The journey that the Cherokee’s were forced to make is referred to as the “Trail of Tears” due to the devastating effects that the trip had on the Cherokee people. The “Trail of Tears” has also been considered as the beginning of the Indian extermination by the United States government even though the Native Americans were just that, Native to America, they were settled in these areas long before white settlers came to stake their claim on what is now known as the United States (Pauls, 2017). During the trip of the many that perished most of those were the elderly and children, they were most sensitive to to conditions that the Natives experienced on the Trail of Tears. At each authorized stop, those who had died were buried. Hearing this many tried to escape by hiding in areas that no one would travel to or look for them (swamps, hills), the Natives learned the hard way that by signing to be removed that they were also signing their death warrants. Even though the journey was devastating, those in charge reported nothing but peaceful progress, which clearly was not the case (Satz, 1989).

After the United States was officially created, Native Americans were seen as a separate nation within an sovereign country, and yet they were fully committed to living peacefully amongst the white settlers. The white settlers had different plans however, they were mostly interested in the rich land and resources that were occupied by the Native Americans, as a result the United States government set out to gain control of the land and relocate the Native Americans that occupied the land. The forced removal of Native American communities were a result of the Indian Removal act in 1830. The Indian Removal Act was an act signed by President Andrew Jackson that authorized the federal government to relocate any Native Americans residing in eastern territory west. In return the Native Americans were then supposed to be compensated for their land however, they were not treated justly, the government engaged in false treaties with the Native Americans as well as broken promises and not treating them with basic respect that all human beings deserve. Of the Native Americans, those who wanted to remain east of the Mississippi could become citizens and receive 640 acres of farmland. Those who wanted to keep their tribal sovereignty could trade their lands that they occupied east of the Mississippi for federal land located west. Either way the Native Americans no longer would remain on their own land (Frank 2008).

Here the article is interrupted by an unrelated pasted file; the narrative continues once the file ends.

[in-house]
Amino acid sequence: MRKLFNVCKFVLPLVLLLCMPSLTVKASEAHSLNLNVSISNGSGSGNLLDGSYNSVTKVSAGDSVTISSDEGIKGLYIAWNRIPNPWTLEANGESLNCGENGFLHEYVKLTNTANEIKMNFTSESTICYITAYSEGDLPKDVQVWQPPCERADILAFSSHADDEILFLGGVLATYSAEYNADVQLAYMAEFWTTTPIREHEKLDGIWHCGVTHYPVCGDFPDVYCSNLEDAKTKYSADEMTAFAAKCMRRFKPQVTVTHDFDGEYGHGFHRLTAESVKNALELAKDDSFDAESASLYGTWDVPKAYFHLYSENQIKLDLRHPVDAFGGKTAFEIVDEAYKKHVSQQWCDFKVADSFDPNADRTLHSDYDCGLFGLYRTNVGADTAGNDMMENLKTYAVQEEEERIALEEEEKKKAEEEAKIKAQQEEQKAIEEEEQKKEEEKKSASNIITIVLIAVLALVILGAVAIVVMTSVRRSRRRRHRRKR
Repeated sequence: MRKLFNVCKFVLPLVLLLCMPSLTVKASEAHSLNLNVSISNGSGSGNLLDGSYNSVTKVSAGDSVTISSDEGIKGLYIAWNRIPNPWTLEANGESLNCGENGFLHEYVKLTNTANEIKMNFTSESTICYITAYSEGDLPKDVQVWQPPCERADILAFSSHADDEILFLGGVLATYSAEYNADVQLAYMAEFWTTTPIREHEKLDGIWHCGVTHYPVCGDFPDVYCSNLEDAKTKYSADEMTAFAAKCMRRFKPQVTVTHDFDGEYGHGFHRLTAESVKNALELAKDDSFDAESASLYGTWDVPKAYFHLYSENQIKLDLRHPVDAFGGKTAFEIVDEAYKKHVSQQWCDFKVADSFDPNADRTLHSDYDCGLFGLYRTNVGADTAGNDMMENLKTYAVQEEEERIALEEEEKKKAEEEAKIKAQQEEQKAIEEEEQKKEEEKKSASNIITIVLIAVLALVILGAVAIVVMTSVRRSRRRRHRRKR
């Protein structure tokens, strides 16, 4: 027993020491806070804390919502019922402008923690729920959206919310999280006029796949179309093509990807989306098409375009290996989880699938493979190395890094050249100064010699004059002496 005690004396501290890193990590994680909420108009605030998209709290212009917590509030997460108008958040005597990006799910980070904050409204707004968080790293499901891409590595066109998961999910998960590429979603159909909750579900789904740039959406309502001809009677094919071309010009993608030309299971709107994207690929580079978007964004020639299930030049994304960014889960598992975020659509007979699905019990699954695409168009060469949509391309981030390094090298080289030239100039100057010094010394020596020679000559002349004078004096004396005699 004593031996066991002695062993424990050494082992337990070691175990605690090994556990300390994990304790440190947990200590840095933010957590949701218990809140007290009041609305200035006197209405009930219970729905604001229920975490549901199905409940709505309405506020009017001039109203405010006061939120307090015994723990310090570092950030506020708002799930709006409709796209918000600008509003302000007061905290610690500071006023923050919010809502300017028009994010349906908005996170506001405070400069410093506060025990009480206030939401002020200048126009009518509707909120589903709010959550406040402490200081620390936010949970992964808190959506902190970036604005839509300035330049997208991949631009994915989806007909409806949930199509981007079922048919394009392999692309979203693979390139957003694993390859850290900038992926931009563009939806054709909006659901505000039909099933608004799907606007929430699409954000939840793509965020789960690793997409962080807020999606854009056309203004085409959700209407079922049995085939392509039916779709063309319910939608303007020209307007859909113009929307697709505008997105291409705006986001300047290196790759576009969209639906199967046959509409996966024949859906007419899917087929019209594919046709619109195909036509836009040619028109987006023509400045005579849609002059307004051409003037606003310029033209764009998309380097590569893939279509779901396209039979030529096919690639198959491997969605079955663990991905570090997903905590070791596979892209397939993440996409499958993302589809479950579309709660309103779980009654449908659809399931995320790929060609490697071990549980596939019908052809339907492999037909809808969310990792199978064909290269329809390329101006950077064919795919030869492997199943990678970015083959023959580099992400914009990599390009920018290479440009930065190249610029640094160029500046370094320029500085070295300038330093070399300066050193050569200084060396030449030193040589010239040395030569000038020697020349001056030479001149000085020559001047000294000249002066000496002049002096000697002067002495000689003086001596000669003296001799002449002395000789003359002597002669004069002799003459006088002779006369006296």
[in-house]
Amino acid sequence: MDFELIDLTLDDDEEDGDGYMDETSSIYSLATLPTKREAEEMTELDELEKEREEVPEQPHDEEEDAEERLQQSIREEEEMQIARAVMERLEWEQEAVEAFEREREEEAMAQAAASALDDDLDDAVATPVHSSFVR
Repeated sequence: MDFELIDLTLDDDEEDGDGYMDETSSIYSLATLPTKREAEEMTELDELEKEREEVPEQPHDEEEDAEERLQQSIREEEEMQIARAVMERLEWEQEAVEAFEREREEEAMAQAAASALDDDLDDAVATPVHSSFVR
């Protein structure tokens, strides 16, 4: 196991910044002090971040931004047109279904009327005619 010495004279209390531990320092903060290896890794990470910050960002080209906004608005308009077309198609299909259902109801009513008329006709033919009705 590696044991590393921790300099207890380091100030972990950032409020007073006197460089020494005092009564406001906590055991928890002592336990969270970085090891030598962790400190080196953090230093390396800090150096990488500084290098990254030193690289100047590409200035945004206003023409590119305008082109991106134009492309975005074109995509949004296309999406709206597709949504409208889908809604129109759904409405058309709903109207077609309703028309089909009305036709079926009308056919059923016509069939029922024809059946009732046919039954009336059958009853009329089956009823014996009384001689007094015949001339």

Nearly eight years later in 1838 with help from the Indian Removal Act the Cherokee community was forced to give up its land which was located east of the Mississippi River, and migrate to what is now know as Oklahoma. During the trip from east of the Mississippi River to west the migrants faced starvation, exhaustion and diseases. Due to the forced trek more than 4,000 Native Americans perished. In 1831 the Choctaw Indians were the first to be relocated, they were the model for successful relocation. In 1832 the Seminole Indians followed, as well as the Creek Indians in 1834, the Chickasaw Indians in 1837 and finally the Cherokee Indians in 1838. It is estimated that by 1837 that more than 46,000 Native Americans from eastern states had been removed from their lands, leaving over 25 million acres open for white settlement (Frank, 2008).